I
Integral feature A surface, or a line on a surface. A feature with actual form.
Internal feature A feature that makes up the inner side of a machine part (e.g. bores and grooves).
ISO Abbreviated name for the International Organization for Standardization. This non-governmental organization establishes internationally recognized standards, which are called ISO Standards.
J
JIS Abbreviation for Japanese Industrial Standards. JIS sets forth the standards and measurement methods for Japanese industrial products. JIS is established by the Japanese Industrial Standards Committee (JISC), which is part of the Ministry of Economy, Trade and Industry based on the Industrial Standardization Act.
L
Least Material Virtual Condition (LMVC) A state where the volume made by size tolerance and geometric tolerance becomes the smallest.
M
Mandrel A cylindrical bar with high precision in terms of size and geometrical characteristics.
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Types of Datums
Material condition A method of specifying a special relationship between dimensional tolerance (size tolerance) and geometric tolerance. This is indicated on drawings using the symbol or . Maximum material condition and least material condition are used to increase indicated geometric tolerances when there is a difference between the material condition and actual size.
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Feature Control Frame
Maximum Material Virtual Condition (MMVC) A state where the volume made by size tolerance and geometric tolerance becomes the greatest.
Mean diameter An indication that the average of measured values at two points on a circular or cylindrical form must be between the maximum allowable limit size value and minimum allowable limit size value. “AVG” is used for annotation.
N
Nominal value Mean value of actual measurement data obtained from measuring machines.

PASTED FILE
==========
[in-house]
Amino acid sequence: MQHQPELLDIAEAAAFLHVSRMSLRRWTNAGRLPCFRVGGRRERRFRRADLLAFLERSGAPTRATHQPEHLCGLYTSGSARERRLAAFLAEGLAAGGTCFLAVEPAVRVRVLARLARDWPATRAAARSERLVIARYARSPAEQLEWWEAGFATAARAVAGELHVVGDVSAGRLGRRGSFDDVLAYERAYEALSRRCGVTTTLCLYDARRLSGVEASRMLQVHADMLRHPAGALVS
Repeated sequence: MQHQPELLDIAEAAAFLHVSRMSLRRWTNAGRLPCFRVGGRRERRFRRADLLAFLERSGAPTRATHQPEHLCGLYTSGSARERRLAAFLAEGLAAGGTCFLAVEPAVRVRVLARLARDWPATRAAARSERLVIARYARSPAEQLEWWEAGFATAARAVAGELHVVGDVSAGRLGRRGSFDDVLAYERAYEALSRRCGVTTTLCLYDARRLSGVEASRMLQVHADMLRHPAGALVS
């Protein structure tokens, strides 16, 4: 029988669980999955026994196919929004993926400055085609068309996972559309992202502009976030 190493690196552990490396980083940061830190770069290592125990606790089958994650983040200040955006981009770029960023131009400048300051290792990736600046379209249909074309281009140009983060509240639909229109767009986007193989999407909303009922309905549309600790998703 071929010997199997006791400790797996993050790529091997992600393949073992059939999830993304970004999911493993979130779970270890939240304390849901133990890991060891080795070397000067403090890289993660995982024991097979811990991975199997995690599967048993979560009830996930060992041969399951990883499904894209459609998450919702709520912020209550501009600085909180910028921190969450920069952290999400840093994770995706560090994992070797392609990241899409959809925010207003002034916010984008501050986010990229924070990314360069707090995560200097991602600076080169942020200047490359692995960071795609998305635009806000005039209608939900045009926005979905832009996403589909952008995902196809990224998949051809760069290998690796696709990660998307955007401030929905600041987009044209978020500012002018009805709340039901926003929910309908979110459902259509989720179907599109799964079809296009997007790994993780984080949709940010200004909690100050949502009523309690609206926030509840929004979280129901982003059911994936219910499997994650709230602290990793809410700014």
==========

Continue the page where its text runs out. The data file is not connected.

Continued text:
P
Perfect form A form with absolutely no geometrical deviation.
S
Spot facing Cutting the entry point of a bore by a larger diameter for the purpose of making the surface smooth in order to prevent the heads of bolts and screws from protruding or to reinforce tightening.
Related pages
U.S. Standardization
T
T.I.R An abbreviation for “Total Indicator Reading.” The difference between the maximum and minimum values in run-out measurement.
Taylor Principle The maximum material size of a workpiece must be inspected using a GO gauge accurately made to the workpiece’s maximum material size. The least material size of a workpiece must be inspected using a NO-GO gauge made to the same least material size of that workpiece and designed to individually inspect each element of the workpiece.
Related pages
U.S. Standardization
Tolerance class Tolerance values in the 0.01 mm to 0.09 mm or 0.001 mm to 0.009 mm ranges make it difficult to read indications. This standard is used to avoid this and write tolerance indications concisely. Tolerances are divided into classes by deviation from the reference dimension (specified size), and each class is given an upper-case or lower-case letter as a symbol.
V
Virtual size The dimension that defines the virtual condition of a feature. For external features:
Maximum allowable size + Orientation tolerance or Location tolerance
For internal features:
Minimum allowable size - Orientation tolerance or Location tolerance
Z
Zero geometric tolerance A method of presuming no geometrical deviation (zero geometrical deviation) under maximum virtual condition and adding the difference to geometric tolerance as a feature gets closer to the least virtual condition.